Moving back and forth between ongoing action and reference to past events, and therefore between the past tense and the past perfect – as I did in several places in the example – can also legitimately dilute the frequency of “had.” If you do it for grammatically valid reasons, the result should be crystal clear. If you switch back and forth between the two tenses ungrammatically, howerver – just to get rid of the “had” – you risk losing clarity and making your reader backtrack to figure out what you meant.

This seems like rather an advanced topic for Lesson 2, but I was responding to comments on Lesson 1 from some of my highly sophisticated readers.

So how did I do this time? Useful? Not? All stuff you already knew or that you’ve heard before? Do you have any other approaches that you use in your writing to address this issue?

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8 Comments

  1. Despite my official blogging ‘break,’ you know I had to stop in for this, Carol. Very informative and a great post to bookmark for future reference. I used the 2nd and 4th methods in my last novel, though perhaps not as well as I could have. In my current WIP, I’m sticking more with dialogue and using ‘had’ throughout, but for an extended flashback, I’ll resort to #4. Thanks!

    Reply
    • Thanks, Carrie! I was actually thinking of you when I pushed this out, after reading your post. (I’d started it and was just having trouble getting back to it…) It really jazzes me to have a genuine published author like you say that they got something out of one of my posts.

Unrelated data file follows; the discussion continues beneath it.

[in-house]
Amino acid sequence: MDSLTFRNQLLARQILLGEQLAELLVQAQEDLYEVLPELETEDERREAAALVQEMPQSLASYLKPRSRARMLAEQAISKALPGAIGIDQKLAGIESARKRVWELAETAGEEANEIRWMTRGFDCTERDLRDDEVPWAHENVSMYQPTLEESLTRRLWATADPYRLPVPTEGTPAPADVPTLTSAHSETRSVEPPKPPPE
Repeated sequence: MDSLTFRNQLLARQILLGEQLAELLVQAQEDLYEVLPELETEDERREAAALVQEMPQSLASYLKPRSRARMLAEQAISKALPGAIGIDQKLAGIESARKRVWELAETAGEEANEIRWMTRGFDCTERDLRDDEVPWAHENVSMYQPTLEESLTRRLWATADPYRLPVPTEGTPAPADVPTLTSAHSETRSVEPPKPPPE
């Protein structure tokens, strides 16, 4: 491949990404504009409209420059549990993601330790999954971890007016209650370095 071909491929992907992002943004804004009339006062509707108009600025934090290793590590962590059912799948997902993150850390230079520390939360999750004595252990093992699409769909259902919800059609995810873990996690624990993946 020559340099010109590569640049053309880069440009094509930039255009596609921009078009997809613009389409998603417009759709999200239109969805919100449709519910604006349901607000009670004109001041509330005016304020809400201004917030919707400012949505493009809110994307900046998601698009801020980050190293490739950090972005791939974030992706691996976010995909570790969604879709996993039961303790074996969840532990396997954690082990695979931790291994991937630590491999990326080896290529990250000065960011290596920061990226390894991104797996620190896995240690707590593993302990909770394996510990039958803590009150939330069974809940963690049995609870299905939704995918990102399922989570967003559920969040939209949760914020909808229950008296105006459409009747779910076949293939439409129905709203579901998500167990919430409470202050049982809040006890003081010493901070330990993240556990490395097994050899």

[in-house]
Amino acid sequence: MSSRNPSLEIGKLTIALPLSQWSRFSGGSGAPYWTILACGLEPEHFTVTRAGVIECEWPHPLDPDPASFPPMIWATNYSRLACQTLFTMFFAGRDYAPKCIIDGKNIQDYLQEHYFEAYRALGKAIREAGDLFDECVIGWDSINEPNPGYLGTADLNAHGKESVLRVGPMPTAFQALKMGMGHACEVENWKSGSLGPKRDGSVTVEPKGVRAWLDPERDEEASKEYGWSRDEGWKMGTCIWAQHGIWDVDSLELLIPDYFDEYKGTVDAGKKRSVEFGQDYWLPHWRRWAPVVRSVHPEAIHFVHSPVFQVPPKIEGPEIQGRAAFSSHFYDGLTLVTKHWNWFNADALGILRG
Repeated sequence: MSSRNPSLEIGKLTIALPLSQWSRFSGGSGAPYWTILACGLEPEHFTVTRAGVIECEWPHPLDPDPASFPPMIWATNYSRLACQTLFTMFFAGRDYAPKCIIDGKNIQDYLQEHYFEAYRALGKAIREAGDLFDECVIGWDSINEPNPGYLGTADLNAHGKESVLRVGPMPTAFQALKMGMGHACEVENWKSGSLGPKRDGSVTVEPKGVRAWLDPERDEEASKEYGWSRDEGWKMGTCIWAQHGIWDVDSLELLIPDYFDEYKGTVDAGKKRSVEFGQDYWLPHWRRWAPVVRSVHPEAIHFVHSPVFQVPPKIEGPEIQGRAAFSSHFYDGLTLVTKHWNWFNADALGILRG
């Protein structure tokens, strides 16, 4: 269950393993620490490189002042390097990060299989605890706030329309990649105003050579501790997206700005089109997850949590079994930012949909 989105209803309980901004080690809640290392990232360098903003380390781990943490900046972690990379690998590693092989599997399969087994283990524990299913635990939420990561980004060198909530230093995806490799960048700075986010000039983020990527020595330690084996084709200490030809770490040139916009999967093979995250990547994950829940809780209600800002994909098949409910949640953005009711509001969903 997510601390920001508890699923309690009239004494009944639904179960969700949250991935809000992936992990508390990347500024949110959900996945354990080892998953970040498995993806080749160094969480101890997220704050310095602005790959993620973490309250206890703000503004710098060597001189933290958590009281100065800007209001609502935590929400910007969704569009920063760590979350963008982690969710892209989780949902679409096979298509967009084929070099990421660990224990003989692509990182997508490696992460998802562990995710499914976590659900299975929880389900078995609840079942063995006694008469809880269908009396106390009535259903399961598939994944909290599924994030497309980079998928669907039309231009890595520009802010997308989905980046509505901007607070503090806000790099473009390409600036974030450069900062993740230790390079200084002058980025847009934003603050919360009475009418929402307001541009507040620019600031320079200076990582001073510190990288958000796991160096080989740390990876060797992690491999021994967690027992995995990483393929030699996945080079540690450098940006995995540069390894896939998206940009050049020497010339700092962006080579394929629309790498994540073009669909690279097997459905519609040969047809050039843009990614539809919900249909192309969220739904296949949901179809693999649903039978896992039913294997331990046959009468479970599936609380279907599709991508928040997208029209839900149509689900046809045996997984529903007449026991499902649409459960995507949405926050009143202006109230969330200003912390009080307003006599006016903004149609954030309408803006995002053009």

Reply
      • I’ve got it on my list to share these two posts on Twitter because it’s not easy to find clear info on this subject. I remember trying to sort the past perfect issue out when I was editing my book last summer. It got the go ahead from my editor, but it still nagged at me. Unfortunately, I couldn’t find much other than the advice to avoid using too many ‘had’s cause it could get tedious. I would have loved to stumble upon something like this back then.

        Thanks for the kind words, though I’m not sure they’re merited!

  2. I’ve used #4 a good amount. I think you did a good job giving us workarounds for the past perfect. Thanks!

    Reply
  3. I am currently having my manuscript edited and she came back to me with this exact issue. I’m going to e-mail her this post. ๐Ÿ™‚

    Reply
    • Well, I hope it’s helpful. I’m a little curious about what the editor is trying to get you to do, use more past perfect, or less? Or is it something else? I’ve critiqued manuscripts where I would definitely have recommended the writer use more past perfect, because he or she hardly used any. I’ve also come to realize, though, that it’s worth finding graceful and “legal” ways to avoid using a lot of it.

      Reply